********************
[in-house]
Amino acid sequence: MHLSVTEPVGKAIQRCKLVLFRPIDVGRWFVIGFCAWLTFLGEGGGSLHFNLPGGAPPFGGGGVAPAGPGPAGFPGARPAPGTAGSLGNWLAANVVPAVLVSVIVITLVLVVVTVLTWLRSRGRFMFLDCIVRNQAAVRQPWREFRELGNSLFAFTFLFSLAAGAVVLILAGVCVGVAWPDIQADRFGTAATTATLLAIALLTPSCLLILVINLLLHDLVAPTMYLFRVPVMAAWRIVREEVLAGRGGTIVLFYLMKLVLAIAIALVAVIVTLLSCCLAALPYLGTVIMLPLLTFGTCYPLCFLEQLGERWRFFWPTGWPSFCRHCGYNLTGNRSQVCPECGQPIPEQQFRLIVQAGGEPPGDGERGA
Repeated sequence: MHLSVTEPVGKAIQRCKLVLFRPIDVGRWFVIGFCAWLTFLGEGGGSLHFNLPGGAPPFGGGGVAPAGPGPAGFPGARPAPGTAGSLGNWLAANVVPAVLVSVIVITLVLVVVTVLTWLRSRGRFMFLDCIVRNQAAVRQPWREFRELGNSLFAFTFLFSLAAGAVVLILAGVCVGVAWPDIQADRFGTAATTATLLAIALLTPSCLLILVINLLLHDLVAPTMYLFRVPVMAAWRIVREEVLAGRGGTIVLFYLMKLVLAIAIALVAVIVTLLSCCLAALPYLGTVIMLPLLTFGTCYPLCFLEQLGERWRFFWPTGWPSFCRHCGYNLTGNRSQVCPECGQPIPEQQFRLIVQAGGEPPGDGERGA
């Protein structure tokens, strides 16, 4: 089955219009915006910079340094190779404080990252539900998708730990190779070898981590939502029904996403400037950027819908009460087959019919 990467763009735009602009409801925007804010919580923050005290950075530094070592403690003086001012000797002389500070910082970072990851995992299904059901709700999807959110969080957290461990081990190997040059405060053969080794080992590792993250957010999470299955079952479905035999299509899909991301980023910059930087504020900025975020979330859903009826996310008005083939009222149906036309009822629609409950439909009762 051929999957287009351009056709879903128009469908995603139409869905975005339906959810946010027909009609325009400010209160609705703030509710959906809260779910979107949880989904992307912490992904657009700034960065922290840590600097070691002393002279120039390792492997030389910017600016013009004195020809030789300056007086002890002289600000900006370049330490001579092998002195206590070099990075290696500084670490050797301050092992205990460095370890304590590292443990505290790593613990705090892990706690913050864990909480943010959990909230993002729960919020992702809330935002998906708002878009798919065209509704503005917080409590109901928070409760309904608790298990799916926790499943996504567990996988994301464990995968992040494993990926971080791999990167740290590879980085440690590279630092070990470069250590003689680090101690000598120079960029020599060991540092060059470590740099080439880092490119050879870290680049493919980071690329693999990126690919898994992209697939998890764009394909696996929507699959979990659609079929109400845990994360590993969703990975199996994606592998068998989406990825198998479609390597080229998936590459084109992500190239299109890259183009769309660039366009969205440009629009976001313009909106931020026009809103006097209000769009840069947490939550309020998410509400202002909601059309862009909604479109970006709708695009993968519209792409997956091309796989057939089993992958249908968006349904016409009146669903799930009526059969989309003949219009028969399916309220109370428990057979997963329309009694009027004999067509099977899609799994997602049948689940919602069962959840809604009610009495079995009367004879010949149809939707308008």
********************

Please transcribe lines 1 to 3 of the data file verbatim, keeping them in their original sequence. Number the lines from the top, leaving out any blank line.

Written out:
[in-house]
Amino acid sequence: MHLSVTEPVGKAIQRCKLVLFRPIDVGRWFVIGFCAWLTFLGEGGGSLHFNLPGGAPPFGGGGVAPAGPGPAGFPGARPAPGTAGSLGNWLAANVVPAVLVSVIVITLVLVVVTVLTWLRSRGRFMFLDCIVRNQAAVRQPWREFRELGNSLFAFTFLFSLAAGAVVLILAGVCVGVAWPDIQADRFGTAATTATLLAIALLTPSCLLILVINLLLHDLVAPTMYLFRVPVMAAWRIVREEVLAGRGGTIVLFYLMKLVLAIAIALVAVIVTLLSCCLAALPYLGTVIMLPLLTFGTCYPLCFLEQLGERWRFFWPTGWPSFCRHCGYNLTGNRSQVCPECGQPIPEQQFRLIVQAGGEPPGDGERGA
Repeated sequence: MHLSVTEPVGKAIQRCKLVLFRPIDVGRWFVIGFCAWLTFLGEGGGSLHFNLPGGAPPFGGGGVAPAGPGPAGFPGARPAPGTAGSLGNWLAANVVPAVLVSVIVITLVLVVVTVLTWLRSRGRFMFLDCIVRNQAAVRQPWREFRELGNSLFAFTFLFSLAAGAVVLILAGVCVGVAWPDIQADRFGTAATTATLLAIALLTPSCLLILVINLLLHDLVAPTMYLFRVPVMAAWRIVREEVLAGRGGTIVLFYLMKLVLAIAIALVAVIVTLLSCCLAALPYLGTVIMLPLLTFGTCYPLCFLEQLGERWRFFWPTGWPSFCRHCGYNLTGNRSQVCPECGQPIPEQQFRLIVQAGGEPPGDGERGA